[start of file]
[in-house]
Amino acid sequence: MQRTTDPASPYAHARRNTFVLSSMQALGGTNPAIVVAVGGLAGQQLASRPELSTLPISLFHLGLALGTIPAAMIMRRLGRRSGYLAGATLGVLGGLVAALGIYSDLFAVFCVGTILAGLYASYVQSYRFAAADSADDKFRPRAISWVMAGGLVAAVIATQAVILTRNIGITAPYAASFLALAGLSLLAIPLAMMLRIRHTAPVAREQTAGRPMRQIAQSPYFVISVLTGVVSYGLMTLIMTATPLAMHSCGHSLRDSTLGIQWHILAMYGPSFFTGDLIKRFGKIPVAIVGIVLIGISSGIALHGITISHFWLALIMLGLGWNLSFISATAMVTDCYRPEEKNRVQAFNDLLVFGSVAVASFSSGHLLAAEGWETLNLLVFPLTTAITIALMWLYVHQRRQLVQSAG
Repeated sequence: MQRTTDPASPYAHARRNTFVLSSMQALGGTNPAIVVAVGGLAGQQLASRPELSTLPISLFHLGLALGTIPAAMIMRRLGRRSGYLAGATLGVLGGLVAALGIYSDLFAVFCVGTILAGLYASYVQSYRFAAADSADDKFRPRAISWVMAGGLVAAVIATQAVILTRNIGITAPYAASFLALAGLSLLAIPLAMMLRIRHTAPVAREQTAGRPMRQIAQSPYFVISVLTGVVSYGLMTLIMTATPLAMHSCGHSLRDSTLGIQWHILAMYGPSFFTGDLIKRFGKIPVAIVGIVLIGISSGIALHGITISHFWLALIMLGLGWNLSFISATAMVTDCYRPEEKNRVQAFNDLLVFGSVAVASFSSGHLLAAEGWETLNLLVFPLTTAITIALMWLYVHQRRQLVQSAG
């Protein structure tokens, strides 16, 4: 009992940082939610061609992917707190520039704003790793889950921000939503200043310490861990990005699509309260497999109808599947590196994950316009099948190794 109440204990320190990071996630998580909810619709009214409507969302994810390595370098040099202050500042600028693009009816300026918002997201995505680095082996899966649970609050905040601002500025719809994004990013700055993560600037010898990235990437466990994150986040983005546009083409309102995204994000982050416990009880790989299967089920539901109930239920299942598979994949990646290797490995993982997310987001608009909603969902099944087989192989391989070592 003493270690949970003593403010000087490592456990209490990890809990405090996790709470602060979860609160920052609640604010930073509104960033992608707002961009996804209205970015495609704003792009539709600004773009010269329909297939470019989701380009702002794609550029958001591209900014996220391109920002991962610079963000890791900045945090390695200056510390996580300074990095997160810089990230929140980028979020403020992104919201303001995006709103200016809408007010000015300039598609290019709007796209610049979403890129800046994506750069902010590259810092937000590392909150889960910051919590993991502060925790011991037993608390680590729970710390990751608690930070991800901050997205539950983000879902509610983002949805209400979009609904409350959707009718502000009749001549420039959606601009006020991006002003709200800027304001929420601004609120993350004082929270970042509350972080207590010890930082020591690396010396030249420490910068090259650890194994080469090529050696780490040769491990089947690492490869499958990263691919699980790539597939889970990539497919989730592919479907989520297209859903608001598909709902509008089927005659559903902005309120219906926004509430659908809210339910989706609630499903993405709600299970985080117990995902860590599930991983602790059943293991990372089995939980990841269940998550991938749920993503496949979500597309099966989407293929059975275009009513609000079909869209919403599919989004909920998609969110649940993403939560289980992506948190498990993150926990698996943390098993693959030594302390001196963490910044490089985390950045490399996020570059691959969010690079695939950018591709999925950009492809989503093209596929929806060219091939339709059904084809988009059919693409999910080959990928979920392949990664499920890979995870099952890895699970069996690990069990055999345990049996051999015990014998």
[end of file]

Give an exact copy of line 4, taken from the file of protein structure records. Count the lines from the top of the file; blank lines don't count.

């Protein structure tokens, strides 16, 4: 009992940082939610061609992917707190520039704003790793889950921000939503200043310490861990990005699509309260497999109808599947590196994950316009099948190794 109440204990320190990071996630998580909810619709009214409507969302994810390595370098040099202050500042600028693009009816300026918002997201995505680095082996899966649970609050905040601002500025719809994004990013700055993560600037010898990235990437466990994150986040983005546009083409309102995204994000982050416990009880790989299967089920539901109930239920299942598979994949990646290797490995993982997310987001608009909603969902099944087989192989391989070592 003493270690949970003593403010000087490592456990209490990890809990405090996790709470602060979860609160920052609640604010930073509104960033992608707002961009996804209205970015495609704003792009539709600004773009010269329909297939470019989701380009702002794609550029958001591209900014996220391109920002991962610079963000890791900045945090390695200056510390996580300074990095997160810089990230929140980028979020403020992104919201303001995006709103200016809408007010000015300039598609290019709007796209610049979403890129800046994506750069902010590259810092937000590392909150889960910051919590993991502060925790011991037993608390680590729970710390990751608690930070991800901050997205539950983000879902509610983002949805209400979009609904409350959707009718502000009749001549420039959606601009006020991006002003709200800027304001929420601004609120993350004082929270970042509350972080207590010890930082020591690396010396030249420490910068090259650890194994080469090529050696780490040769491990089947690492490869499958990263691919699980790539597939889970990539497919989730592919479907989520297209859903608001598909709902509008089927005659559903902005309120219906926004509430659908809210339910989706609630499903993405709600299970985080117990995902860590599930991983602790059943293991990372089995939980990841269940998550991938749920993503496949979500597309099966989407293929059975275009009513609000079909869209919403599919989004909920998609969110649940993403939560289980992506948190498990993150926990698996943390098993693959030594302390001196963490910044490089985390950045490399996020570059691959969010690079695939950018591709999925950009492809989503093209596929929806060219091939339709059904084809988009059919693409999910080959990928979920392949990664499920890979995870099952890895699970069996690990069990055999345990049996051999015990014998």